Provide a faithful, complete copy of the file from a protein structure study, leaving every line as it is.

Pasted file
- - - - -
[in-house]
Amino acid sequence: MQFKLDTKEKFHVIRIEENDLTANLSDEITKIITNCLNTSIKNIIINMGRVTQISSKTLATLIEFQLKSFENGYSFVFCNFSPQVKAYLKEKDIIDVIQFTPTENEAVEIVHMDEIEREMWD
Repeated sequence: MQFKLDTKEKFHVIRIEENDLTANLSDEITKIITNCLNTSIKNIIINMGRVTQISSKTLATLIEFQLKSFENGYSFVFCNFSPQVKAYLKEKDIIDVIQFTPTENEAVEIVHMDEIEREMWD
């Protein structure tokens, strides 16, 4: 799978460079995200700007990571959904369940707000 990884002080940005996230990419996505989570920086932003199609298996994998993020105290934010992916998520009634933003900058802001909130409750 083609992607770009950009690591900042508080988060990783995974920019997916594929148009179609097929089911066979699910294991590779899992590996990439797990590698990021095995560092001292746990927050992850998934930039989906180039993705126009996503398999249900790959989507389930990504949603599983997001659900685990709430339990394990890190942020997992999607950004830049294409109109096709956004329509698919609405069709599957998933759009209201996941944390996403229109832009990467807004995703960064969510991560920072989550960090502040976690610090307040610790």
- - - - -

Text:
[in-house]
Amino acid sequence: MQFKLDTKEKFHVIRIEENDLTANLSDEITKIITNCLNTSIKNIIINMGRVTQISSKTLATLIEFQLKSFENGYSFVFCNFSPQVKAYLKEKDIIDVIQFTPTENEAVEIVHMDEIEREMWD
Repeated sequence: MQFKLDTKEKFHVIRIEENDLTANLSDEITKIITNCLNTSIKNIIINMGRVTQISSKTLATLIEFQLKSFENGYSFVFCNFSPQVKAYLKEKDIIDVIQFTPTENEAVEIVHMDEIEREMWD
């Protein structure tokens, strides 16, 4: 799978460079995200700007990571959904369940707000 990884002080940005996230990419996505989570920086932003199609298996994998993020105290934010992916998520009634933003900058802001909130409750 083609992607770009950009690591900042508080988060990783995974920019997916594929148009179609097929089911066979699910294991590779899992590996990439797990590698990021095995560092001292746990927050992850998934930039989906180039993705126009996503398999249900790959989507389930990504949603599983997001659900685990709430339990394990890190942020997992999607950004830049294409109109096709956004329509698919609405069709599957998933759009209201996941944390996403229109832009990467807004995703960064969510991560920072989550960090502040976690610090307040610790």